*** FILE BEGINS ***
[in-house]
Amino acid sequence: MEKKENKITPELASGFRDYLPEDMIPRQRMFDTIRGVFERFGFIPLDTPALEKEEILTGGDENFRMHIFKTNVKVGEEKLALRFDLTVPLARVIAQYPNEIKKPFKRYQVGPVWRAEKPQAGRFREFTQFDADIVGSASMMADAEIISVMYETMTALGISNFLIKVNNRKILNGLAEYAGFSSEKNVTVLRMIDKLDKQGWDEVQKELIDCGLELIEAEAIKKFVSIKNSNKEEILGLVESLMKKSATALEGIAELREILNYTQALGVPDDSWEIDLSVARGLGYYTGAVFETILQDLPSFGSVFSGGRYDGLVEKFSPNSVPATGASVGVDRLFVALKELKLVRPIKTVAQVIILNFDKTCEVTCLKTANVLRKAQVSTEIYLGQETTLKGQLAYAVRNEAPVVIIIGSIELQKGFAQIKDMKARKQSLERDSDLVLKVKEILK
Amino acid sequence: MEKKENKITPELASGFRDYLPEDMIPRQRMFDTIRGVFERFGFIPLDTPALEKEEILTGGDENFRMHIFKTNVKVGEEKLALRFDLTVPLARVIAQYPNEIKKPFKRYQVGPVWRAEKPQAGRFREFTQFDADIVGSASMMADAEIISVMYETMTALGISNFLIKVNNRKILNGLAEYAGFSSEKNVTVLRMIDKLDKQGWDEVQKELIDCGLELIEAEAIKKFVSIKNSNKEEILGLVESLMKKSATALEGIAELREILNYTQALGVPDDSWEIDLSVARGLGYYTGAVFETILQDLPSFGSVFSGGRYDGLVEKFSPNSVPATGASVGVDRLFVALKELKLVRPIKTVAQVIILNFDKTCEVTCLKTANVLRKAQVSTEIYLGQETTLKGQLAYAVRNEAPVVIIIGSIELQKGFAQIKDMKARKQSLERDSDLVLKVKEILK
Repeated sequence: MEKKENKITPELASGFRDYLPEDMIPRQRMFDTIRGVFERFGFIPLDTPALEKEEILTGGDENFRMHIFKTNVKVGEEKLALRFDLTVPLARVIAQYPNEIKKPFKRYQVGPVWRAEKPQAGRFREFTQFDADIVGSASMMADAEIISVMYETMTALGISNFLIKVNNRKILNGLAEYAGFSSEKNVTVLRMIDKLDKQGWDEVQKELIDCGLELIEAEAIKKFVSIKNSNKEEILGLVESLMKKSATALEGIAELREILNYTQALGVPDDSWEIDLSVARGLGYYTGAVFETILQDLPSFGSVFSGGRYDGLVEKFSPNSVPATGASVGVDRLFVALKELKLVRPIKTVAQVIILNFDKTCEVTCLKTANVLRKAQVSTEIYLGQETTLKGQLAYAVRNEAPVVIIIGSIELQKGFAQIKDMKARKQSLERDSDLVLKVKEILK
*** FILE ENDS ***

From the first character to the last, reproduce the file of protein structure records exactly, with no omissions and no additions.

[in-house]
Amino acid sequence: MEKKENKITPELASGFRDYLPEDMIPRQRMFDTIRGVFERFGFIPLDTPALEKEEILTGGDENFRMHIFKTNVKVGEEKLALRFDLTVPLARVIAQYPNEIKKPFKRYQVGPVWRAEKPQAGRFREFTQFDADIVGSASMMADAEIISVMYETMTALGISNFLIKVNNRKILNGLAEYAGFSSEKNVTVLRMIDKLDKQGWDEVQKELIDCGLELIEAEAIKKFVSIKNSNKEEILGLVESLMKKSATALEGIAELREILNYTQALGVPDDSWEIDLSVARGLGYYTGAVFETILQDLPSFGSVFSGGRYDGLVEKFSPNSVPATGASVGVDRLFVALKELKLVRPIKTVAQVIILNFDKTCEVTCLKTANVLRKAQVSTEIYLGQETTLKGQLAYAVRNEAPVVIIIGSIELQKGFAQIKDMKARKQSLERDSDLVLKVKEILK
Amino acid sequence: MEKKENKITPELASGFRDYLPEDMIPRQRMFDTIRGVFERFGFIPLDTPALEKEEILTGGDENFRMHIFKTNVKVGEEKLALRFDLTVPLARVIAQYPNEIKKPFKRYQVGPVWRAEKPQAGRFREFTQFDADIVGSASMMADAEIISVMYETMTALGISNFLIKVNNRKILNGLAEYAGFSSEKNVTVLRMIDKLDKQGWDEVQKELIDCGLELIEAEAIKKFVSIKNSNKEEILGLVESLMKKSATALEGIAELREILNYTQALGVPDDSWEIDLSVARGLGYYTGAVFETILQDLPSFGSVFSGGRYDGLVEKFSPNSVPATGASVGVDRLFVALKELKLVRPIKTVAQVIILNFDKTCEVTCLKTANVLRKAQVSTEIYLGQETTLKGQLAYAVRNEAPVVIIIGSIELQKGFAQIKDMKARKQSLERDSDLVLKVKEILK
Repeated sequence: MEKKENKITPELASGFRDYLPEDMIPRQRMFDTIRGVFERFGFIPLDTPALEKEEILTGGDENFRMHIFKTNVKVGEEKLALRFDLTVPLARVIAQYPNEIKKPFKRYQVGPVWRAEKPQAGRFREFTQFDADIVGSASMMADAEIISVMYETMTALGISNFLIKVNNRKILNGLAEYAGFSSEKNVTVLRMIDKLDKQGWDEVQKELIDCGLELIEAEAIKKFVSIKNSNKEEILGLVESLMKKSATALEGIAELREILNYTQALGVPDDSWEIDLSVARGLGYYTGAVFETILQDLPSFGSVFSGGRYDGLVEKFSPNSVPATGASVGVDRLFVALKELKLVRPIKTVAQVIILNFDKTCEVTCLKTANVLRKAQVSTEIYLGQETTLKGQLAYAVRNEAPVVIIIGSIELQKGFAQIKDMKARKQSLERDSDLVLKVKEILK